Downturn keeping food bank busy

January generally means a lull for the Red Deer Food Bank. Not this year.

January generally means a lull for the Red Deer Food Bank.

Not this year.

Food Bank executive director Fred Scaife said staff are being run off their feet, storage areas are overflowing and phones are ringing off the hook.

“We’ve had to set a limit on how many hampers we can actually do in a day because we don’t have the physical space and the manpower to deal with all of the requests coming in on a daily basis,” said Scaife.

“I’ve never seen it like this,” added Scaife, who has been helping feed local residents for almost 20 years and whose food bank is a regional distribution centre for a 22,000-square-km chunk of Central Alberta.

“The traffic goes on non-stop. The increases in client demand are incredible,” he said.

The last time he had to limit hampers was in 2008, when the world financial crisis peaked. That experience prompted the food bank to change its layout and systems to improve efficiency, moves that have paid off for many years.

This time around, the warehouse has already been re-arranged again to provide more space for hampers. But there is not much else that can be improved with the staff and space available.

“What concerns me is the busiest month of the year is yet to come, and that’s February.”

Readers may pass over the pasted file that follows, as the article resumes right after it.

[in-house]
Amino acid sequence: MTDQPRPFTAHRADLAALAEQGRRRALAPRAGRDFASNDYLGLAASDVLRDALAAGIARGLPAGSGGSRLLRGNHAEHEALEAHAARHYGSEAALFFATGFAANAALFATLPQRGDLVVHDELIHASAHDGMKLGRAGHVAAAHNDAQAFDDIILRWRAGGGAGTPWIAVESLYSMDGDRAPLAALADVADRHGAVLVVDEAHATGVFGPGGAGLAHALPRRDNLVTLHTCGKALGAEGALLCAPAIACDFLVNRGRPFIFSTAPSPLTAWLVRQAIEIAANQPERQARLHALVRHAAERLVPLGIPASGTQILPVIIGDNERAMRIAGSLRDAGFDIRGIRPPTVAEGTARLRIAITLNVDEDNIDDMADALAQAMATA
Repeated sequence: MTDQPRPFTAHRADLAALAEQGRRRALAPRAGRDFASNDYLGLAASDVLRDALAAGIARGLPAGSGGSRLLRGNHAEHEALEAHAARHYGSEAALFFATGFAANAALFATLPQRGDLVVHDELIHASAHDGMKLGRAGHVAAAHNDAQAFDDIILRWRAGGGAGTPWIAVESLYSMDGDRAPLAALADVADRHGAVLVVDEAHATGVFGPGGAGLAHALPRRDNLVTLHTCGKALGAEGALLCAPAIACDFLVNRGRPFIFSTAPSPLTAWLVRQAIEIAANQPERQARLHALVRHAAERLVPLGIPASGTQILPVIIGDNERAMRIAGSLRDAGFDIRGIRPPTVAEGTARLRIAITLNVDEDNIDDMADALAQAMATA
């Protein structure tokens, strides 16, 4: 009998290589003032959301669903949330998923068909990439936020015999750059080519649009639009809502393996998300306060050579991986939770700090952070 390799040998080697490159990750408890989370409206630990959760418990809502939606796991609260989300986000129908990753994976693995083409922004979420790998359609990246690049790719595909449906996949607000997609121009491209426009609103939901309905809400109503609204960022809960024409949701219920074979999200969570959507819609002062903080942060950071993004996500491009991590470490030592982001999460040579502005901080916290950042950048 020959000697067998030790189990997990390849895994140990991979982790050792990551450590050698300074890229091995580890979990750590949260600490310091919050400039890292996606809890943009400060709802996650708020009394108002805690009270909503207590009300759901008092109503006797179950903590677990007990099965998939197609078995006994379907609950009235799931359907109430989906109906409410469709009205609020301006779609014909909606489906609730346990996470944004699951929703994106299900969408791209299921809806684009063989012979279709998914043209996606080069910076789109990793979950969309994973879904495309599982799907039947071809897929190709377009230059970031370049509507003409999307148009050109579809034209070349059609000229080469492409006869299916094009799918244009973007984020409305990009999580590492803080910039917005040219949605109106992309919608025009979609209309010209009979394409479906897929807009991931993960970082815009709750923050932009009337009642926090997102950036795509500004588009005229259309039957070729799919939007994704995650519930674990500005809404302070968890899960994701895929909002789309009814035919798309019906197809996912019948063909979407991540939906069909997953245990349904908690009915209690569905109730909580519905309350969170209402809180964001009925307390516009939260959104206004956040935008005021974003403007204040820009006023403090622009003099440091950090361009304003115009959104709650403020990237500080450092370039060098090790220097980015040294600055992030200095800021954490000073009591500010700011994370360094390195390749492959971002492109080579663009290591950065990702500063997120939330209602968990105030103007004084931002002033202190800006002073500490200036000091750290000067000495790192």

That is the month when the consequences of Christmas spending and crunch time for unpaid bills hits.

Scaife said the oilpatch downturn has a lot to do with the number who are struggling to put food on their tables. While oilpatch job cuts are an obvious sign of slumping oil prices, the financial impact creeps into every sector.

Lower-income households are the most vulnerable to economic downturns. They are typically walking an economic tightrope to begin with.

On top of that, they hold the kinds of jobs that make them the first staffers to go when budgets are tight and last to be rehired, he said.

“We knew it was coming from September on. When November hit, literally, all hell broke loose. We had lineups out the door.”

Scaife said it’s obvious by their lack of familiarity with the documentation required such as ID and proof of address, that many of those coming for help have never been to a food bank before.

More volunteers would be welcomed to help pack groceries, he said.

“If we had a few more bodies that would make the work in the hamper room a little better.”

pcowley@bprda.wpengine.com

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